PROGRESS IN GEOGRAPHY ›› 2012, Vol. 31 ›› Issue (3): 285-292.

### Spatial-temporal Variation of NDVI in the Growing Season and Its Sensitivity to Climatic Factors in Changbai Mountains

HOU Guanglei1, ZHANG Hongyan1, GUO Dan1,2, GUO Xiaoyi1

1. 1. School of Urban and Environmental Sciences, Northeast Normal University, Changchun 130024, China;
2. College of Resources and Environment Jilin Agricultural University, Changchun 130118, China
• Received:2011-10-01 Revised:2012-02-01 Online:2012-03-25 Published:2012-03-25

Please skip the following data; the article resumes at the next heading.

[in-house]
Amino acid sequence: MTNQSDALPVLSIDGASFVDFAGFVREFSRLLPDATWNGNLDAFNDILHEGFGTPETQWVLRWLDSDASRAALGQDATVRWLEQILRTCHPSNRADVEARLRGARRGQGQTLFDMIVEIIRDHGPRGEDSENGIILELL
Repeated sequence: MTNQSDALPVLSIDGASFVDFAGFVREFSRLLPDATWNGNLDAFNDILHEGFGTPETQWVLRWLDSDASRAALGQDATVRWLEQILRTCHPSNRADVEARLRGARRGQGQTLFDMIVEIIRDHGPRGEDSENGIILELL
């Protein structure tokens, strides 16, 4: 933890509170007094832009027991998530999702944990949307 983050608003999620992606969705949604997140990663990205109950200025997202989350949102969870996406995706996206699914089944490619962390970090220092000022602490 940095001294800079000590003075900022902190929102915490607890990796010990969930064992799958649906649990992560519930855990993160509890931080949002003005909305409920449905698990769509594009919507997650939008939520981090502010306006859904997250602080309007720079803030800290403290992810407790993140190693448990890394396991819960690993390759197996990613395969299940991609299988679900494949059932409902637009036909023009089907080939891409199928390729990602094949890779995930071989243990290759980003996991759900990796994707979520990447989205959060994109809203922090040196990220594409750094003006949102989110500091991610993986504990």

Abstract: In order to reveal the response of mountain ecosystem to climate change, the spatial-temporal distribution of vegetation variation in the Changbai Mountains was investigated by using the 10-day SPOT/VGT NDVI data from 2000 to 2009. Combining the meteorological data, we discussed the relationship between NDVI and climatic factors and time lags of vegetation variation response to climate change. The results are shown as follows. 1) NDVI increased from 2000 to 2009 in Changbai Mountains. The NDVI increased and decreased area covered about 83.91% and 16.09% of the whole study area respectively. The increased area was mainly distributed on the northern and western slopes, while the decreased area was distributed on the southern slope. The growth rate of NDVI centralized 0 - 0.006 /a. 2) The change rate of NDVI varied by seasons and vegetation types. The peak of NDVI slope appeared in May and September, but no increase, even a little decrease was observed in July; 3) There was a significantly positive correlation between NDVI and climatic factors (temperature and precipitation), and NDVI had a closer correlation with temperature than with precipitation for the three vegetation types. The results also revealed that a correlation between NDVI and temperature in tundra zone was stronger than that in the Korean pine-broadleaved mixed forest (700-1100 m) and coniferous forest (1100-1700 m), which indicated that vegetation at higher elevation is more sensitive to temperature change; 4) The correspondence between NDVI and climatic factors had a marked time lag for 10-20 days for the whole study area. Different vegetation types had different time lags. The response of NDVI in tundra zone to climatic factors had a time lag of about 10 days, while in the two forests mentioned above, the response had a time lag of about 20 days.